New hope for Parkinson’s patients

WINCHESTER, Va. — Insertion of electrodes and a simulator into a region of the brain and in the upper chest has proven to decrease symptoms of Parkinson’s disease.

This surgical option for the disease is now offered at the Winchester Medical Center.
Hospital officials said Keyser resident Dale Sines, 70, was diagnosed with Parkinson’s disease in 2005. Sines underwent a two-part deep brain stimulator surgical process this fall.
Dr. Lee Selznick placed electrodes in the area of the brain known as the globus pallidus.
The second phase of the process took place last month when the DBS was implanted in Sines’ chest and connected to the electrodes.
Working with Selznick was neurologist Dr. Mariecken Fowler who coordinated the microelectrode recording and programming of the deep brain stimulator.
The first surgical phase involves the insertion of two electrodes into a region of the brain that affect movement. Wires connected to the electrodes are brought through the skull and placed beneath the scalp.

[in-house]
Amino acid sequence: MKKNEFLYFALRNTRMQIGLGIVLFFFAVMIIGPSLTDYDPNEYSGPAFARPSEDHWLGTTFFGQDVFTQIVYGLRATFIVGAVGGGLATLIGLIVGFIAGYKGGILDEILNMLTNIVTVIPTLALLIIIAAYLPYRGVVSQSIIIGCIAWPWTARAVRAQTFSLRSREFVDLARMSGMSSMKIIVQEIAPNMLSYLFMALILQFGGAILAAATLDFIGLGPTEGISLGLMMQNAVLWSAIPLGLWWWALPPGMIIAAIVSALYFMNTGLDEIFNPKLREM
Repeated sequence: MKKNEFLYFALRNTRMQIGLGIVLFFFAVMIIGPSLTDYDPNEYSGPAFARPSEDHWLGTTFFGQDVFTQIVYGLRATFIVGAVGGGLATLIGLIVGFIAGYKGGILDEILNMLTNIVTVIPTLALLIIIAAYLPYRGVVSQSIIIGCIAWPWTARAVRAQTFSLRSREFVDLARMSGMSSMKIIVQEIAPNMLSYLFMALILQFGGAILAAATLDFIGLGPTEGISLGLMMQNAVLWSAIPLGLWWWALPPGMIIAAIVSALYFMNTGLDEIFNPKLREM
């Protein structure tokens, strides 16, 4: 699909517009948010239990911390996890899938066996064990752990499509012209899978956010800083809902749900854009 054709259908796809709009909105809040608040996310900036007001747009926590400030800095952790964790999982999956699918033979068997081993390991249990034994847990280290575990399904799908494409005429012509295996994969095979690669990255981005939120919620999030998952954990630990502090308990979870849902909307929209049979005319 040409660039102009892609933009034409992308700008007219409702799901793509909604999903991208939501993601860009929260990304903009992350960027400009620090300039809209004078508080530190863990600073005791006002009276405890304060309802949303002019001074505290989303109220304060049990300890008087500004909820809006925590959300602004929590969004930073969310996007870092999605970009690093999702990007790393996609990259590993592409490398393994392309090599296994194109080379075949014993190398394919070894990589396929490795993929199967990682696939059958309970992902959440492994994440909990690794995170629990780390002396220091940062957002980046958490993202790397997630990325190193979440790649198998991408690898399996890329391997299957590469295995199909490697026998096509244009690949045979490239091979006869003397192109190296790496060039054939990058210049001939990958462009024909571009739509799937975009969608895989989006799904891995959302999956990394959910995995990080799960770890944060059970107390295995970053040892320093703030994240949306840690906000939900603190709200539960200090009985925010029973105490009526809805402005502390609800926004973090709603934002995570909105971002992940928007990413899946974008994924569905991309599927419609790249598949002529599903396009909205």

The second part of the surgery involves implanting a DBS in the upper chest and connecting it to the wires beneath the scalp.
After Fowler activated the DBS device, Sines gained immediate relief from a number of the symptoms associated with his disease: his hand tremors stopped, his range of motion increased and he walks more comfortable and confidently. Sines reports his ability to sleep has also remarkably improved.
The treatment is aimed at helping the tremor or rigidity that comes with the disease in most patients. Surgery decreases the amount of medication that is needed to control the symptoms of Parkinson’s.
“We are excited at making this treatment option available,” said Tonya Smith, the vice president of operations at Winchester Medical Center. “This is an innovative service and one that we expect to grow in the coming year.

 

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